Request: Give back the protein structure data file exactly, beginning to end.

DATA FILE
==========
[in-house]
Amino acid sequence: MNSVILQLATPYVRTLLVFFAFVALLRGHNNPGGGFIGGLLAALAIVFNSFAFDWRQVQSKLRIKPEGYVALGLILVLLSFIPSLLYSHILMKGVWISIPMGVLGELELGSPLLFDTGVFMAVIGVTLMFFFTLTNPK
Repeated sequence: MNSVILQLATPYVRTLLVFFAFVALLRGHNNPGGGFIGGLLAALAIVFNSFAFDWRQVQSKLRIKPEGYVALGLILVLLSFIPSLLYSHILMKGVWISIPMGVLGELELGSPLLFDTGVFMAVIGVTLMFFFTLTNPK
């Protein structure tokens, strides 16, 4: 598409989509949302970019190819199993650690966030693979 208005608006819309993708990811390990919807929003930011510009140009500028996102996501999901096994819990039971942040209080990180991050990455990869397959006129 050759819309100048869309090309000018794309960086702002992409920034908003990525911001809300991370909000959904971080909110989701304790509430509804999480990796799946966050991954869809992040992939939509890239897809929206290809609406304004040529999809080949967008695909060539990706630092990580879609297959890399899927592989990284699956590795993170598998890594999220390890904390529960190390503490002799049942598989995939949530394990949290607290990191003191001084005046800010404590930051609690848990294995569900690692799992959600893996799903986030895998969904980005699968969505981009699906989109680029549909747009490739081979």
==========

[in-house]
Amino acid sequence: MNSVILQLATPYVRTLLVFFAFVALLRGHNNPGGGFIGGLLAALAIVFNSFAFDWRQVQSKLRIKPEGYVALGLILVLLSFIPSLLYSHILMKGVWISIPMGVLGELELGSPLLFDTGVFMAVIGVTLMFFFTLTNPK
Repeated sequence: MNSVILQLATPYVRTLLVFFAFVALLRGHNNPGGGFIGGLLAALAIVFNSFAFDWRQVQSKLRIKPEGYVALGLILVLLSFIPSLLYSHILMKGVWISIPMGVLGELELGSPLLFDTGVFMAVIGVTLMFFFTLTNPK
């Protein structure tokens, strides 16, 4: 598409989509949302970019190819199993650690966030693979 208005608006819309993708990811390990919807929003930011510009140009500028996102996501999901096994819990039971942040209080990180991050990455990869397959006129 050759819309100048869309090309000018794309960086702002992409920034908003990525911001809300991370909000959904971080909110989701304790509430509804999480990796799946966050991954869809992040992939939509890239897809929206290809609406304004040529999809080949967008695909060539990706630092990580879609297959890399899927592989990284699956590795993170598998890594999220390890904390529960190390503490002799049942598989995939949530394990949290607290990191003191001084005046800010404590930051609690848990294995569900690692799992959600893996799903986030895998969904980005699968969505981009699906989109680029549909747009490739081979």